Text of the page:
The Restoration of ‘A Fête at Bermondsey’ by Marcus Gheeraerts the Elder (1520-1590)
‘A Fête at Bermondsey’, oil on panel, 29 x 40 inches (73.8 x 99 cm). Previously attributed to Joris Hoefnagel.
Treatment for this painting focused on consolidating areas of elevated craquelure, and integrating areas of wear through retouching to reunify the overall painting. The restoration was carried out for an English public collection, in collaboration with a research project on the attribution of the painting.
Notes on Condition (before treatment)
The panel was structurally in fair condition, though the board joins had been opened and re-joined in the past. There were small, scattered losses to the paint and ground layers associated with the joins. The paint layers also had a very fine brittle-age craquelure that was elevated in various places across the painting. Overall, the paint layers were in good condition, though the old campaigns of retouching had darkened and were unnecessarily painterly. The varnish was also appreciably discoloured and yellow, obscuring the paint layers beneath.
Treatment Carried Out
The painting was first surface cleaned to remove a thin layer of particulate dirt. Two layers of old, discoloured varnish were individually removed, followed by removing the separate campaigns of retouching (including two older campaigns of old well-bound oil overpaint) and associated old fillings. Areas of lifting paint were present across the whole panel; these were also consolidated systematically to secure the paint film back in plane.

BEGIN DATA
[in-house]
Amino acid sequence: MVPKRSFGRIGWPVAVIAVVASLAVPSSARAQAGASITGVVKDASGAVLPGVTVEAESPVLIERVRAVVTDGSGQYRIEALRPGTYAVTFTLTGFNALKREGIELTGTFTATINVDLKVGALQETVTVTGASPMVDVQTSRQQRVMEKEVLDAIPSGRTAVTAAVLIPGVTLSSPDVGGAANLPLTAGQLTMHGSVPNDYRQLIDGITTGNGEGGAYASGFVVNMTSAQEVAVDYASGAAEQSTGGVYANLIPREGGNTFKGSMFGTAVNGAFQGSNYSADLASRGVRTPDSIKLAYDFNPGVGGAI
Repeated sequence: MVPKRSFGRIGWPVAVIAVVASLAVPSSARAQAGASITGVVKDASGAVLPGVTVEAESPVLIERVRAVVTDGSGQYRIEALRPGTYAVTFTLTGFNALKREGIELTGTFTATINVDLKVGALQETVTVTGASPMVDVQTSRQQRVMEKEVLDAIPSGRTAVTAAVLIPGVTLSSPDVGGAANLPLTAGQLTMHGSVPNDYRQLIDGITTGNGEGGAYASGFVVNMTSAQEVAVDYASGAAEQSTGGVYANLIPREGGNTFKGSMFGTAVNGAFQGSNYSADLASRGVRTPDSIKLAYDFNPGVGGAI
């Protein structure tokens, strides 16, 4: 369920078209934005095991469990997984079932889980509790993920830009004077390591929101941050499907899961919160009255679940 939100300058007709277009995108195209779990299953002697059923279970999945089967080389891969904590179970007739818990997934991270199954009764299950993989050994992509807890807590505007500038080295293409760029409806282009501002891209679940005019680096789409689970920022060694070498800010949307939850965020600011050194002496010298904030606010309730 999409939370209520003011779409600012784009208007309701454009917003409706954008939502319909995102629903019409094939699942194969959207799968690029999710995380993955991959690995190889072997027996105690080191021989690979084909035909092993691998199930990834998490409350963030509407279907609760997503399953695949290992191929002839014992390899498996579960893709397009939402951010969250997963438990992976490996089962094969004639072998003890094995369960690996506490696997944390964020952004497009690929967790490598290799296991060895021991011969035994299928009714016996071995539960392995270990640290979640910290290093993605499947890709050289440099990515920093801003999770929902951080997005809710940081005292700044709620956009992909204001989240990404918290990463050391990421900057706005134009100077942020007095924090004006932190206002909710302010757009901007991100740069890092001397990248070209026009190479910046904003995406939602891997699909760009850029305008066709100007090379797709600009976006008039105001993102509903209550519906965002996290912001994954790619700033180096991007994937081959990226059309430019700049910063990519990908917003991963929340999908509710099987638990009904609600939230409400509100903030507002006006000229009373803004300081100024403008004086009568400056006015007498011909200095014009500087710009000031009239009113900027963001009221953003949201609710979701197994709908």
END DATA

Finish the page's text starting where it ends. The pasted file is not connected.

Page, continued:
Extensive technical analysis was carried out, including technical photography and taking cross-sections, to examine the artist’s working process and the layer structure of the painting. Part of this examination involved close study of the artist’s signature, which had previously been largely obscured by the old campaigns of restoration. This technical examination was carried out in conjunction with Edward Town’s research on the re-attribution of the painting.
Once the old losses had been filled and textured to match the surrounding paint layers, the areas of loss and abrasion were retouched to a very high level, so as to remain consistent with the meticulous detail of the artist’s original work. Several spray coats of a natural resin varnish were necessary to fully saturate the paint layers and modify the surface gloss.
The painting’s frame was restored, before refitting the painting with a new build-up and backboard.